Just like circumcision, spaying or neutering your cat is a personal decision that must be made. While cats can be spayed or neutered at anytime, including when they're pregnant, it is best to get this procedure done as soon as they reach sexual maturity. Female cats are spayed. Male cats are neutered. This procedure is pretty basic and can be compared to the human surgeries hysterectomy and vasectomy. The bottom line: both sexes will be relieved of their sex organs that make procreation possible.
- Just like circumcision, spaying or neutering your cat is a personal decision that must be made.
- While cats can be spayed or neutered at anytime, including when they're pregnant, it is best to get this procedure done as soon as they reach sexual maturity.
Clean out any germs and bacteria by gently cleaning the incision area with a mild salt water solution and a soft sponge. This does not need to be done every time, but when the wound has dirt or fecal matter on it, it is necessary.
Allow the area to dry completely so the tape will stick. Place a piece of sterile gauze that covers the entire area over the incision site. Tape the gauze into place.
Use the long strip of cloth to make a many-tailed bandage if your cat does not leave the incision site alone or tries to take the bandage off. Lay out the strip of cloth and at both ends cut several strips into the cloth. Wrap the bandage around your cats middle and tie the strips together on top of the cat's back.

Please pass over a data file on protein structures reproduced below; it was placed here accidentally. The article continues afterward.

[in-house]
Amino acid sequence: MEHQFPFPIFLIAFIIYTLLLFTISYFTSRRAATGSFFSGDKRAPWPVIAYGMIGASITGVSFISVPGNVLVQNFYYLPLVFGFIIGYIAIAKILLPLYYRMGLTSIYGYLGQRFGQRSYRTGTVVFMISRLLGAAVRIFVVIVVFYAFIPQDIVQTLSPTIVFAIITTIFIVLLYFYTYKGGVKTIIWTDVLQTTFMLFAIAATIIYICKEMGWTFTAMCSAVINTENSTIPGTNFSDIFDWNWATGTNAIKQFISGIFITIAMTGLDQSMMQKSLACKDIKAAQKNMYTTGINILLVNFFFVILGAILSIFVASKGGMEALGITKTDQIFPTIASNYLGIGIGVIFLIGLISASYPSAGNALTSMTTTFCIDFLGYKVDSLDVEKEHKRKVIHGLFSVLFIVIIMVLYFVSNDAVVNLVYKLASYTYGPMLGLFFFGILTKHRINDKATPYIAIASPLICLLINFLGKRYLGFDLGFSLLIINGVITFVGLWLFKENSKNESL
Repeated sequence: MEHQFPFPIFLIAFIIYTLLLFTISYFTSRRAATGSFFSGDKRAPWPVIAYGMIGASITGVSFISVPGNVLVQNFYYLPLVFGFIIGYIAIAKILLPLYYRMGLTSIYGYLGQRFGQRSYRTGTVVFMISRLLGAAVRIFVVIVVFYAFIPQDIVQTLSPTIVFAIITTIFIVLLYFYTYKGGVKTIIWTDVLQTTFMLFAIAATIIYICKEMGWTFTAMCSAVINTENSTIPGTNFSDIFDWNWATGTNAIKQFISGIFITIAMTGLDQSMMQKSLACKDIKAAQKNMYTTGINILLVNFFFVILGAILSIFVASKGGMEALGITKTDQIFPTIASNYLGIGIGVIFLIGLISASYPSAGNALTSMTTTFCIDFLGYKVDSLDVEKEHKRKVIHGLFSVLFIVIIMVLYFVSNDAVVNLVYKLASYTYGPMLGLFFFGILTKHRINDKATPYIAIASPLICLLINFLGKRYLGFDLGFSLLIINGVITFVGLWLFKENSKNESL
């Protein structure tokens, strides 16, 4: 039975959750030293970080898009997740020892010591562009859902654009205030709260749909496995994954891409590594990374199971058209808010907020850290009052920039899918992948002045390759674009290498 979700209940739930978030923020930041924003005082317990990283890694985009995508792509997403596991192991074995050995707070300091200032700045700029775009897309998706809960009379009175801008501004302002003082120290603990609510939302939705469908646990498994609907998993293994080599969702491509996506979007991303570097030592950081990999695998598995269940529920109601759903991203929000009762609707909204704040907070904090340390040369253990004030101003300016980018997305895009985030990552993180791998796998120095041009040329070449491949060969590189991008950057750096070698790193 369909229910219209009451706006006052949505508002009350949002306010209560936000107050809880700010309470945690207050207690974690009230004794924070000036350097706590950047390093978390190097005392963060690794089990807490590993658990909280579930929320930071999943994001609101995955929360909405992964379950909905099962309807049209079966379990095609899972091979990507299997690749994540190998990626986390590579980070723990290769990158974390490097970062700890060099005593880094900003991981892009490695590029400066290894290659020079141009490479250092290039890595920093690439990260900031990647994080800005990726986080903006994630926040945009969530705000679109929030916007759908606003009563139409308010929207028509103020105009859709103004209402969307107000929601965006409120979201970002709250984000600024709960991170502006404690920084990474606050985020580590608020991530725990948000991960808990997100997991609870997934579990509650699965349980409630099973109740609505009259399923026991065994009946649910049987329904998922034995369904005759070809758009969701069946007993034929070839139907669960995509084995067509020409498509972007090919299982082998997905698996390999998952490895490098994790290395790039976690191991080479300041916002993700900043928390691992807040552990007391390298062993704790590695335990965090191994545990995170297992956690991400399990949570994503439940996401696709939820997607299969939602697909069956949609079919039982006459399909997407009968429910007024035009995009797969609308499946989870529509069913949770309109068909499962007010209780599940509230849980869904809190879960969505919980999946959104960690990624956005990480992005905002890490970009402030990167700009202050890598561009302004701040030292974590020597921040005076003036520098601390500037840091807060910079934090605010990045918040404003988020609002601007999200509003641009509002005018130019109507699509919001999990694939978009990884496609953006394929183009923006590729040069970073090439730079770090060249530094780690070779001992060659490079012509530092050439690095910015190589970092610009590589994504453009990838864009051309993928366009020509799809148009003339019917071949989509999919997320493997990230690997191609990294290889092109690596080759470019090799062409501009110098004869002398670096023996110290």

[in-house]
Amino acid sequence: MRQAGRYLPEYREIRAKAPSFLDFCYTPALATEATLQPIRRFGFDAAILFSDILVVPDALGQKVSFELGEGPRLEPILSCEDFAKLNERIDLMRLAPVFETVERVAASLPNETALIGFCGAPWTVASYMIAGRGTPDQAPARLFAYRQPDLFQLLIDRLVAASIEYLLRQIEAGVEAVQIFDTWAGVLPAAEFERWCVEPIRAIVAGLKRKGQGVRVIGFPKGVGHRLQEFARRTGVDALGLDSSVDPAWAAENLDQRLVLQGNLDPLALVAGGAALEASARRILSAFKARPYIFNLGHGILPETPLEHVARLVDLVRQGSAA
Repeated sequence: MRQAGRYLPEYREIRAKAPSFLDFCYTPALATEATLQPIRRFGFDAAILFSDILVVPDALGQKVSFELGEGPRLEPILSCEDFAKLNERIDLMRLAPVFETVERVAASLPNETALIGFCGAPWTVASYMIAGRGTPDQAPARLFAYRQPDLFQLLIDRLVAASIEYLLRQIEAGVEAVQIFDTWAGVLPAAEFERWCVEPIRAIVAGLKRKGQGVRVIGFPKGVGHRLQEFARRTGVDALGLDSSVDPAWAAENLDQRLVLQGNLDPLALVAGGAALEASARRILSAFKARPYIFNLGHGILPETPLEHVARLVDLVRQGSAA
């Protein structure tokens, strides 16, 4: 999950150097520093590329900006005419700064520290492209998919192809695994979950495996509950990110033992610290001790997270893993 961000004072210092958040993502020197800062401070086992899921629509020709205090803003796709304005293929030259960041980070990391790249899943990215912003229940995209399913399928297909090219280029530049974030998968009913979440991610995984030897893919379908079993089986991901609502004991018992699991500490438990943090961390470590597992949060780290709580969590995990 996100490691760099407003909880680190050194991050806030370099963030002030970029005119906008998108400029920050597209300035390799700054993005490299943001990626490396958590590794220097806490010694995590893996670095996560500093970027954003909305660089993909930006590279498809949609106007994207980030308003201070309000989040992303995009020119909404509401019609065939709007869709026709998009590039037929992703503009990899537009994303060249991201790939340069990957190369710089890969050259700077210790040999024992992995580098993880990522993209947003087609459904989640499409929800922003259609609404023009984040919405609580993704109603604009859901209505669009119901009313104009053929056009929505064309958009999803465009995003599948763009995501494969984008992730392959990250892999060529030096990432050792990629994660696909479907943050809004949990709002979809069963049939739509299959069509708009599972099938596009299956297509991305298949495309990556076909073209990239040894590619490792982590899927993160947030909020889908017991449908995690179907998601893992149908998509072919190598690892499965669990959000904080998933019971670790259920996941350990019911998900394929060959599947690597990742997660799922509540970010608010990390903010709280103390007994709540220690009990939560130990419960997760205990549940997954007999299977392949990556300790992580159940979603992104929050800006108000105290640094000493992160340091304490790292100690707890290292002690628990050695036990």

Keep giving your cat any medicated ointments or salves or any other medication she needs to help with the pain or to prevent infections in the incision.
If the incision does not grow back together properly, becomes infected, leaks fluids or reopens, take the cat back to the vet immediately. To promote healing, do not allow your cat to run and play much for at least two weeks after her surgery. Failure to do so may result in tearing of the incision, losing the stitches and possibly needing another surgery.